In my home, I have a guitar, a mandolin and a piano. I once owned a cello, but after years of failing to practice (and then only being able to coax agonized wails from it), I sold it.
Truth be told, I’m not particularly good with any of them. But I enjoy music enough to know that an instrument is never just an instrument.
That molded metal or string-strung box represents hopes, dreams and an appreciation for a particular kind of beauty. And when you lose one or have it taken from you, it causes a very particular kind of pain.
One Army Reservist from Elkhorn, Wisconsin, recently experienced this. According to WITI, Staff Sgt. Matt Miller was staying in a Glendale hotel on Nov. 11 — Veterans Day.
An accomplished trumpeter, he’d participated in a patriotic parade that very day. Yet when he exited the hotel, he found the window to his truck smashed, its interior coated with pebbles of safety glass.
His trumpet was also gone. Understand that this wasn’s a “beater” instrument, a rough-and-ready piece of musical equipment with no real value.
I sat down w/Staff Sgt. Matt Miller & his wife as they went through old photos from his time in the Army. Ever present is his silver Getzen b-flat trumpet, which was stolen from his truck over the weekend (on Veterans Day). Now all he wants is to get it back. #news3 pic.twitter.com/RI51AuGKK7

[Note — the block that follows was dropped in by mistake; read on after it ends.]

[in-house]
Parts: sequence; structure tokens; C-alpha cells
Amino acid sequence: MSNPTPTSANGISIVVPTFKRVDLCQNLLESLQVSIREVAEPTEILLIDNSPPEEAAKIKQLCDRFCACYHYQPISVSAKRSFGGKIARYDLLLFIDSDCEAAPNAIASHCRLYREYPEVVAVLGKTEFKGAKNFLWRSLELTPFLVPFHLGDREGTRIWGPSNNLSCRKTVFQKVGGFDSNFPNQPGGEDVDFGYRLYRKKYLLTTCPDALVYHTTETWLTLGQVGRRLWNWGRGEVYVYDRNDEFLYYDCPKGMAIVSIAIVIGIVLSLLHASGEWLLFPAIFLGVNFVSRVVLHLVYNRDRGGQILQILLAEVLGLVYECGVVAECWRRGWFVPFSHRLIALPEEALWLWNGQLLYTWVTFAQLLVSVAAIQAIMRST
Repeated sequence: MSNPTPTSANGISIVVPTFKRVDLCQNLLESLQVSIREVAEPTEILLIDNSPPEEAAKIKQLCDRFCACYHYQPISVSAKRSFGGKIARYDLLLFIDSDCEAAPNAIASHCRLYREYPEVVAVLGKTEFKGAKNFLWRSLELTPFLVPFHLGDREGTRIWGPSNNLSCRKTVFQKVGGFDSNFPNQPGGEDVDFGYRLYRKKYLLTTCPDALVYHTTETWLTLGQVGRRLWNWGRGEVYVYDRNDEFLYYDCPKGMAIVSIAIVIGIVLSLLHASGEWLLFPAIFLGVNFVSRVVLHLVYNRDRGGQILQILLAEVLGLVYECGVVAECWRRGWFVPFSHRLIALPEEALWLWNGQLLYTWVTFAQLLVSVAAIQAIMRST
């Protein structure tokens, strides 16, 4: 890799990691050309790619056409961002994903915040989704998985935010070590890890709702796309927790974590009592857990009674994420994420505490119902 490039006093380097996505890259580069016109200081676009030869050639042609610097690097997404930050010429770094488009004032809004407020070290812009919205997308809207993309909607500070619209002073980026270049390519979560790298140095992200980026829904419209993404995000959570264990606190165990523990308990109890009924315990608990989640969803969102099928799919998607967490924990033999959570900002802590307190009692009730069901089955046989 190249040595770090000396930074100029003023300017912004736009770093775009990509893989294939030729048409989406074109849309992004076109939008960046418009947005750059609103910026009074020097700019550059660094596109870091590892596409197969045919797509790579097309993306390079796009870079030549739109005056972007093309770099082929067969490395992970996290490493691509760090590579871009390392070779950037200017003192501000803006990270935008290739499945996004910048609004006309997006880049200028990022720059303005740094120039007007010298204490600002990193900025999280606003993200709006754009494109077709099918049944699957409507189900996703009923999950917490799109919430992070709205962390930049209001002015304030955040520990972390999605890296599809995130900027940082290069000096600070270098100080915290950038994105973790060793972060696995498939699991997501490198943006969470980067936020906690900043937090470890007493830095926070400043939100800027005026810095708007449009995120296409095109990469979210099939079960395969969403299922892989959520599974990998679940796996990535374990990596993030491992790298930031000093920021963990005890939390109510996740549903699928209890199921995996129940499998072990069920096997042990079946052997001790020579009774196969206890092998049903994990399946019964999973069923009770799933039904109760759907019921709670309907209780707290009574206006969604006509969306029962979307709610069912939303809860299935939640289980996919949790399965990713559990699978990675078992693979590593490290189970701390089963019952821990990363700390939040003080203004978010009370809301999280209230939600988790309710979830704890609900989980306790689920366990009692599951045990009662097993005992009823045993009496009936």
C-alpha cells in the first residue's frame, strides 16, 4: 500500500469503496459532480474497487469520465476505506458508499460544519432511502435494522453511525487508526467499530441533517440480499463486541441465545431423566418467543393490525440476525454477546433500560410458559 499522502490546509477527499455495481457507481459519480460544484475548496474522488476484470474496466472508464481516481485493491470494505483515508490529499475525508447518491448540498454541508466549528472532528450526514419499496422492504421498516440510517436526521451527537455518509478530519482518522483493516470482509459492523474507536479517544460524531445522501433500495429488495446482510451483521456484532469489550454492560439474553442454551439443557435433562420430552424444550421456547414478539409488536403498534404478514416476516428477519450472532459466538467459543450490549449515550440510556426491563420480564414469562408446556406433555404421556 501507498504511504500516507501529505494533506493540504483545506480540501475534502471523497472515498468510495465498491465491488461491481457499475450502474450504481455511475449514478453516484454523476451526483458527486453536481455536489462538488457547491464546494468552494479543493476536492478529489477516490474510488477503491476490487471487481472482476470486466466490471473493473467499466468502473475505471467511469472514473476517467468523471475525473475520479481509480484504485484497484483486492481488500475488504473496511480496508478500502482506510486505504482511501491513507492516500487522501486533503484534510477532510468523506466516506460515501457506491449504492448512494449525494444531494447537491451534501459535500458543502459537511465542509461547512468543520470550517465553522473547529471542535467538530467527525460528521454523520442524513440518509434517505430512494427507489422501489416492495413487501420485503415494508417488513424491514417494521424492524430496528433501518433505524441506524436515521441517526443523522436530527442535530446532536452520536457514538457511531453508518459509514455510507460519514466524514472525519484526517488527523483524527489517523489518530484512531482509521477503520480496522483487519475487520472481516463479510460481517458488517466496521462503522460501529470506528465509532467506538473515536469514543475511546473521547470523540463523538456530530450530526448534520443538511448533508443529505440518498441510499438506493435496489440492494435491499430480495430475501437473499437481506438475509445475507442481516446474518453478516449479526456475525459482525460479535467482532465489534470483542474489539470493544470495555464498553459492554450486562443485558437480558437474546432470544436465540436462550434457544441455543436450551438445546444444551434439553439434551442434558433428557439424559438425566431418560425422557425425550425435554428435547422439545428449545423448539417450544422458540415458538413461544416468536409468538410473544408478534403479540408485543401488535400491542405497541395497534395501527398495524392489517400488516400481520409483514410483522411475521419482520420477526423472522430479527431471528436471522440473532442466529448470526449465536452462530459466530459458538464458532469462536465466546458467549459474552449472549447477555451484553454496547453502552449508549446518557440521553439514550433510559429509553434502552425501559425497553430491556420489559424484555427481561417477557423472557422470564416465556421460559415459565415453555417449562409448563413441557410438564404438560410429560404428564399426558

— Amy Reid (@amyreidreports) November 14, 2018
WMTV reported that Miller had owned the instrument for over two decades. He’d carried it while serving in Iraq.
He’d even played it during the funeral services of fallen fellow warriors. “All the experiences you have, the good and bad things you go through with a horn, you can’t describe the sentimental value that goes along with that,” he said.
Miller didn’t waste any time in looking for his instrument. He went to as many local pawn shops as he could find.
He scoured websites looking for anyone trying to hawk his beloved brass. There wasn’t a single lead.
But all hope wasn’t lost. Brett Getzen, the president of Getzen Company, which makes all sorts of brass instruments, caught wind of Miller’s plight.
“It was a very heartbreaking story to see … Matt’s trumpet get stolen on Veterans Day, which was the worst part about it,” he said. “I know personally that trumpets aren’t just things.
“There is an emotional bond to them. I still have every one that I’ve ever owned, which is quite a few.”
So Getzen decided to make things right for the veteran. His company was in the process of making a limited edition 80th anniversary line of instruments.
He asked Miller a simple question: Would he like one?
It was no question at all. “I opened it up, and I didn’t even want to touch it,” Miller said.
“It looked beautiful. I don’t even want to get fingerprints (on it).”
Getzen explained that he was just trying to support someone who had served his country. “Compared to the sacrifices he’s made, it’s nothing,” Getzen said.
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